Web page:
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    Wonderful looking roast there mate.
    I guess the RFA and UTZ insignia are things one might consider before purchasing but the SHB reference is helpful info to have prior to roasting, indicating a more dense bean structure under the guise of Strictly Hard Bean.

    Should be great in a few days. I've only managed to snag a couple of Nicaragua beans over the years and they were both lovely and complex in the cup...

    Mal.
    Last edited by Dimal; 9th October 2016 at 11:20 PM.
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  17. #1267
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    Blend Details...
    India El.Hills AA... 250g
    Indo. Sulawesi Blue... 350g
    Ethiopia Ghimbi... 150g
    Roasted Weight... 629g
    Weight Loss... 16.13%
    This turned out to be a real beaut blend...
    As an espresso - Loads of fruity complexity (red berries and raisins) and soft spices, with huge body and crisp acidity, loaded with truck loads of natural sweetness and a great, very extended dark chocolate finish.
    In milk (flat white) it retains some of the fruitiness and the acidity cuts through nicely. Some of the spiciness is retained but falls more into the background and is reminiscent of some of the better Chai I have tasted. Thoroughly enjoyable...

    Mal.
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  18. #1268
    Senior Member LeroyC's Avatar
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    Quote Originally Posted by Dimal View Post
    Wonderful looking roast there mate.
    I guess the RFA and UTZ insignia are things one might consider before purchasing but the SHB reference is helpful info to have prior to roasting, indicating a more dense bean structure under the guise of Strictly Hard Bean.

    Should be great in a few days. I've only managed to snag a couple of Nicaragua beans over the years and they were both lovely and complex in the cup...

    Mal.
    Had a ristretto today. Very happy with this one and the notes from the importer are spot on- sweet with medium high acidity. Very nice.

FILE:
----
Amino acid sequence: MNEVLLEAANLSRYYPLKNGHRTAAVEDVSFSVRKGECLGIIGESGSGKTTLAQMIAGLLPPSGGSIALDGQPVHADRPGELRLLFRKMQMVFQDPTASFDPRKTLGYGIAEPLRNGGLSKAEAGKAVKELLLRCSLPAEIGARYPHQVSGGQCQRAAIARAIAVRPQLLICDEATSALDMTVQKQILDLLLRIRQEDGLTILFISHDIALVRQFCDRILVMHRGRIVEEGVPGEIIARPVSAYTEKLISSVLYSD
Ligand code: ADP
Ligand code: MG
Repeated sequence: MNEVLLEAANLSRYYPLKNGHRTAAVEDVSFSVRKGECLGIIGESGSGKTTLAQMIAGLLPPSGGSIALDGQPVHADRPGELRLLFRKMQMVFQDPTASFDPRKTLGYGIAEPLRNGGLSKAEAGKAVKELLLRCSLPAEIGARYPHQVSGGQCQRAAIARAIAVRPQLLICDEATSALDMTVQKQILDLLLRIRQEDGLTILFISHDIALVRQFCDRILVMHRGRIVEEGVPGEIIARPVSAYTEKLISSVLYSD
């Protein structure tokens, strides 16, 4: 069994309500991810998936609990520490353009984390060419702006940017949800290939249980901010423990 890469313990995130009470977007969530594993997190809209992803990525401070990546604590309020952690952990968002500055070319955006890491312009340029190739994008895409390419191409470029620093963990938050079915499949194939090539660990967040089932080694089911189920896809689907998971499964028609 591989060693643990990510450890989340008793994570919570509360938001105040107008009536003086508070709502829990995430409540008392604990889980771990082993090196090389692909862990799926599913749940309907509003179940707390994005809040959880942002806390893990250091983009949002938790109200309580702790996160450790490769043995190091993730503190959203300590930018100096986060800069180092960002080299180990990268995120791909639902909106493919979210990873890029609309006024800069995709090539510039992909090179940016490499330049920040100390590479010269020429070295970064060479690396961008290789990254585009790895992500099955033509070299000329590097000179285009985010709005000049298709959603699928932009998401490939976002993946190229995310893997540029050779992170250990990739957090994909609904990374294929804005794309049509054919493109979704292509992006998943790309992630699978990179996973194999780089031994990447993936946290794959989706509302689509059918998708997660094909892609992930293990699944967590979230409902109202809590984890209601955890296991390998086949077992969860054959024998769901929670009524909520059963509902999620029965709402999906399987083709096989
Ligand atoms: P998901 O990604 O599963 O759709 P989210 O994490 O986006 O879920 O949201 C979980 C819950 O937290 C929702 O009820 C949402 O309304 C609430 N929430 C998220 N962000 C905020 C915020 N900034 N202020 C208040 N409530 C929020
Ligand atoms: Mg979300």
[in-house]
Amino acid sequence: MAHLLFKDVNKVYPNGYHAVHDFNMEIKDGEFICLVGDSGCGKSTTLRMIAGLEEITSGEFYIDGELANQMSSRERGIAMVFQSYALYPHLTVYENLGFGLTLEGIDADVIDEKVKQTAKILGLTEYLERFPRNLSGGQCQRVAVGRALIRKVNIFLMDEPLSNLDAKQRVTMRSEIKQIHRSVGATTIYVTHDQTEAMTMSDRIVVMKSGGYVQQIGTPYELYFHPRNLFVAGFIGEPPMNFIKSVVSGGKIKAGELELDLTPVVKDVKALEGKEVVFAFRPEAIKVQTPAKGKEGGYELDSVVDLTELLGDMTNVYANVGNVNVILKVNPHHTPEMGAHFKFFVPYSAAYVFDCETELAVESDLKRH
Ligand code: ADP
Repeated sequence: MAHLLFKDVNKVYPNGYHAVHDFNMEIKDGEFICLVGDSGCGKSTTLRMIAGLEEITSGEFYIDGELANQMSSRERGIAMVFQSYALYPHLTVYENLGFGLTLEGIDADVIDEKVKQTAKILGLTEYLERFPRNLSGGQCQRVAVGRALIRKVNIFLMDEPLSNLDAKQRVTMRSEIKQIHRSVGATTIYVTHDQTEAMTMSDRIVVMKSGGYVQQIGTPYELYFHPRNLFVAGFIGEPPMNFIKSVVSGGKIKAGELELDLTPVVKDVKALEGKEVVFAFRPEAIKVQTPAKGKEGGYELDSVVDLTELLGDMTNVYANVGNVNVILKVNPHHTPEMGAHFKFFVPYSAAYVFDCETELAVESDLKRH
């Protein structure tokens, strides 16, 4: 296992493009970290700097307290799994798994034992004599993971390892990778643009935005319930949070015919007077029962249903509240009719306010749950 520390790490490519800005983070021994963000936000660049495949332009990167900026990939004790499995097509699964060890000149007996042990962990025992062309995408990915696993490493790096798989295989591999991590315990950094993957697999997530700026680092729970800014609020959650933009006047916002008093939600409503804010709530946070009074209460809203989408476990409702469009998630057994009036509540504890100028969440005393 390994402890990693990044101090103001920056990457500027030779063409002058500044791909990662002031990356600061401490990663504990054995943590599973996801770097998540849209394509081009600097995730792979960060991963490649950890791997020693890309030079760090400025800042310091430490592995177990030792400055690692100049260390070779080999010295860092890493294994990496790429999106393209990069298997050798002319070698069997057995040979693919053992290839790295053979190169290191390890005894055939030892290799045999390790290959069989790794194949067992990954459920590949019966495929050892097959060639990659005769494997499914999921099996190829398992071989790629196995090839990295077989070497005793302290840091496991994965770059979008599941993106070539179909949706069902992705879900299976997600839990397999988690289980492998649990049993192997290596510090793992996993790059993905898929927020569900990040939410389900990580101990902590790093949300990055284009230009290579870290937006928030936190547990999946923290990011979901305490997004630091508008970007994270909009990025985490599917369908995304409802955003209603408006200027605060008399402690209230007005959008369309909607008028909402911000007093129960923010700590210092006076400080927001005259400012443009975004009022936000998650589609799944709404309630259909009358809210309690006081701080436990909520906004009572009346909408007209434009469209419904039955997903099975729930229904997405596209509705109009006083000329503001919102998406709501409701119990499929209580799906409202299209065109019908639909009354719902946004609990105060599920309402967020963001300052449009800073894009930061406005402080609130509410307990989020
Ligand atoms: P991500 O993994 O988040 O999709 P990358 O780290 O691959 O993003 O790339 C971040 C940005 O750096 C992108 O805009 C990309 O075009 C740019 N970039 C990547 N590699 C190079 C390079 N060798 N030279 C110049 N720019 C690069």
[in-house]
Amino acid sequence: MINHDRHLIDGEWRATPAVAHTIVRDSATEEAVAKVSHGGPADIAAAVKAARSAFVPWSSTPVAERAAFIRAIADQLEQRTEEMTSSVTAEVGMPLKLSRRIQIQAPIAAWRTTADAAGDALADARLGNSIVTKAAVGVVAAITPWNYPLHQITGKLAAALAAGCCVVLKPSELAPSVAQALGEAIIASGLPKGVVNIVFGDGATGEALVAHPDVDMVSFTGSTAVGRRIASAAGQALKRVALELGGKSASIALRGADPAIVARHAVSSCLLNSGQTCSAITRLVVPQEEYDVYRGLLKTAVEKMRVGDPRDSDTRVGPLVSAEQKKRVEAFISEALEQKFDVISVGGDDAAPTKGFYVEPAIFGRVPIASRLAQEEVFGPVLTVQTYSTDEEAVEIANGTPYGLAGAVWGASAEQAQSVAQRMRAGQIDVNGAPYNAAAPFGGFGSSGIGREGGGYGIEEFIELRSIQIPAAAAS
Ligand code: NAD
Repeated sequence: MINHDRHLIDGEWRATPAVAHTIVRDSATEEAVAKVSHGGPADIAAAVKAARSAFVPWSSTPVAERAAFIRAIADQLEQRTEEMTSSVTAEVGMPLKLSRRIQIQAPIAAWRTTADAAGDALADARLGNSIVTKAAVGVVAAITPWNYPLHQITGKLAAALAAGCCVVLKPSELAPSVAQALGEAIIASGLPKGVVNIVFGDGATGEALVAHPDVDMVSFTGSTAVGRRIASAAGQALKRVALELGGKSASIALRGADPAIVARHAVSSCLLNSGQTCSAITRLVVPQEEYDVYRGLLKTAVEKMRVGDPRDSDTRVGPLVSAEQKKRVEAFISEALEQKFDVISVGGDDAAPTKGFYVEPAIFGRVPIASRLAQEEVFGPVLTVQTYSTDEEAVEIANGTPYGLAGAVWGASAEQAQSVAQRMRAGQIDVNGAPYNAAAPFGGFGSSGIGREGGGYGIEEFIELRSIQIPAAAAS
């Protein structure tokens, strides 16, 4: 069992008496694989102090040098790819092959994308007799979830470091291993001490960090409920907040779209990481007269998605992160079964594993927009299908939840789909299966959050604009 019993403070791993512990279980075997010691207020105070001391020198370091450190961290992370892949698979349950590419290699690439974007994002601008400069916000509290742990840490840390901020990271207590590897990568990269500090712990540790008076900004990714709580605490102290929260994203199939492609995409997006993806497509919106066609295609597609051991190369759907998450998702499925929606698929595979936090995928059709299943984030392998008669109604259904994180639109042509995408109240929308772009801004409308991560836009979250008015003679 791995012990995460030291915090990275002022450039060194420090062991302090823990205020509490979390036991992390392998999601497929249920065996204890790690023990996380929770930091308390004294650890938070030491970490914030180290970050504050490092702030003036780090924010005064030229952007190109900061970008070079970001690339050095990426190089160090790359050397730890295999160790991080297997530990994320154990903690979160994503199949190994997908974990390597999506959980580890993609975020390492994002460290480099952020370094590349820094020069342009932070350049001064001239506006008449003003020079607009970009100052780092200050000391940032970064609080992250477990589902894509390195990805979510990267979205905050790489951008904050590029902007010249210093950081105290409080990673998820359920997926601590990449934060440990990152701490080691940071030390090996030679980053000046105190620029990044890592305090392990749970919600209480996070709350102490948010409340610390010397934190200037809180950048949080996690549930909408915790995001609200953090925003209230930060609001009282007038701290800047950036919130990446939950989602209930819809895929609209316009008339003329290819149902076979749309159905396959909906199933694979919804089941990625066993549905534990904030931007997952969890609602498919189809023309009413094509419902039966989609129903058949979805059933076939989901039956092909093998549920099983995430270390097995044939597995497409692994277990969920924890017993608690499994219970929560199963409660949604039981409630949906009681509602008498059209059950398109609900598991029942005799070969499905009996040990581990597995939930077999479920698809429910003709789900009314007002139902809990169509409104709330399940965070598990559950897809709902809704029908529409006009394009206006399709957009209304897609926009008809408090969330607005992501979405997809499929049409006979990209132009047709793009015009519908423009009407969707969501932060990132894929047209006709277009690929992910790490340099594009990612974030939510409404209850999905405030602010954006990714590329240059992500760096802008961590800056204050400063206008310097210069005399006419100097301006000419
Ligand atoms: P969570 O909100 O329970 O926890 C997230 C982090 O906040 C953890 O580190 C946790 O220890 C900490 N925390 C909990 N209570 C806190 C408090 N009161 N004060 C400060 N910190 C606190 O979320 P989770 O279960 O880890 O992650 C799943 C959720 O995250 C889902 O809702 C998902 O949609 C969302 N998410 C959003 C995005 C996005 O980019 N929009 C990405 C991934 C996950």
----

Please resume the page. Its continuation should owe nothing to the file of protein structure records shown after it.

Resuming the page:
19. #1269
    Senior Member LeroyC's Avatar
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    I tried putting a big batch through the Behmor last night. Went for the maximum recommended weight of 450g and used a dependable bean that I know well, Timor FTO. It's not a remarkable coffee, but it's a great blend base or SO milk coffee. I've found the sweet spot for me is a 250g batch. It's where I have the most success no matter what coffee I'm roasting, but I need to be able to put bigger batches through if I'm gonna keep up with demand from family and friends and if I'm gonna get my coffee cart up and running. It seemed to go well. Here's hoping.

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  20. #1270
    Senior Member artman's Avatar
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    Looks pretty good to me!

    It have done 500g (and maybe 550g - would have to check logs) successfully in the behmor.

    How do you mean the 250g is the sweet spot?

    I have tried different batch sizes and the toast times to first crack are almost identical. I'm monitoring the bean mass temp and it seems very consistent.

    Cheers

  21. #1271
    Senior Member LeroyC's Avatar
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    Quote Originally Posted by artman View Post
    Looks pretty good to me!

    It have done 500g (and maybe 550g - would have to check logs) successfully in the behmor.

    How do you mean the 250g is the sweet spot?

    I have tried different batch sizes and the toast times to first crack are almost identical. I'm monitoring the bean mass temp and it seems very consistent.

    Cheers
    That's good to know. I just mean that 250g is a good batch size for me as I've had the most success with it. I always start in auto then usually change to manual around when the fan kicks in. Sometimes I get quite 'hands on' and I've found that the bigger batch sizes don't respond as much to my influence, but 250g works well. I'm not monitoring BT so I can't be sure exactly what's happening. This is all based on ET profile, time to first crack and results in the cup. I'm definitely keen to set up a BT Heatsnob ASAP as that will be a much better reference. What sort of preheat do you do Art?